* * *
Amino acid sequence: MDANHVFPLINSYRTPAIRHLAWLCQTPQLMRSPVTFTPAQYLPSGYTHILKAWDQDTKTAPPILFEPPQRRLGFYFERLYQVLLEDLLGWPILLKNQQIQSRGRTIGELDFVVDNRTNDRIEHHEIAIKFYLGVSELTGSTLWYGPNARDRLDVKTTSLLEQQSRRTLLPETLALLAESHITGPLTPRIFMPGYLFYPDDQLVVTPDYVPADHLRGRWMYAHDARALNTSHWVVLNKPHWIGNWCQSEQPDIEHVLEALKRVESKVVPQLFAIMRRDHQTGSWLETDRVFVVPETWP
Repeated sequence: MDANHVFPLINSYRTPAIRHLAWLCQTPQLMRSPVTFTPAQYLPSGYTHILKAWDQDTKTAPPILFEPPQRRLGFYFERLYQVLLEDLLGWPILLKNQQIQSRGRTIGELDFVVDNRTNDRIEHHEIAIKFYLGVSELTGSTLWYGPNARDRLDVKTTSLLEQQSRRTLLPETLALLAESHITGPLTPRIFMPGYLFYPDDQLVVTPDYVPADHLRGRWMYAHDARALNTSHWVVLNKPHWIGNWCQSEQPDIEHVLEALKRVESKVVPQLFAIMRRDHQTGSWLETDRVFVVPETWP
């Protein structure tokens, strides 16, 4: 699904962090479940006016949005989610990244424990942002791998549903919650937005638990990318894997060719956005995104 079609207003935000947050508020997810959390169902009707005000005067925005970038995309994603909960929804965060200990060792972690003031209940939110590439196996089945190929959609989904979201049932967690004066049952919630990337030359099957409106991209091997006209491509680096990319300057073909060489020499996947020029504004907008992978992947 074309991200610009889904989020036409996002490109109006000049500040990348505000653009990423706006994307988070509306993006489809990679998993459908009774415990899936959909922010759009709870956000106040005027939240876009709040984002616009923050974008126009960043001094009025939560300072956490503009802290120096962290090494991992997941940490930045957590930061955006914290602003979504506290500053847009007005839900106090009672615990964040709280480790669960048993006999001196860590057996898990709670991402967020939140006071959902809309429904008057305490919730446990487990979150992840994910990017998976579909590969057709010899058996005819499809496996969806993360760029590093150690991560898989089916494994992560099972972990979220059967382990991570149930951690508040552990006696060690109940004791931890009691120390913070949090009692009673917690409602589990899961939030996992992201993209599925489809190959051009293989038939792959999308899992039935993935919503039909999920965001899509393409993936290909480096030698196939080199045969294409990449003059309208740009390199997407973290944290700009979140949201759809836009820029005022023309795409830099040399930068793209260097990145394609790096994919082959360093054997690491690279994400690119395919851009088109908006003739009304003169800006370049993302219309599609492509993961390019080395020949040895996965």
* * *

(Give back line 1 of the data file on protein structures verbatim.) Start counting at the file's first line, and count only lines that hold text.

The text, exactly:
Amino acid sequence: MDANHVFPLINSYRTPAIRHLAWLCQTPQLMRSPVTFTPAQYLPSGYTHILKAWDQDTKTAPPILFEPPQRRLGFYFERLYQVLLEDLLGWPILLKNQQIQSRGRTIGELDFVVDNRTNDRIEHHEIAIKFYLGVSELTGSTLWYGPNARDRLDVKTTSLLEQQSRRTLLPETLALLAESHITGPLTPRIFMPGYLFYPDDQLVVTPDYVPADHLRGRWMYAHDARALNTSHWVVLNKPHWIGNWCQSEQPDIEHVLEALKRVESKVVPQLFAIMRRDHQTGSWLETDRVFVVPETWP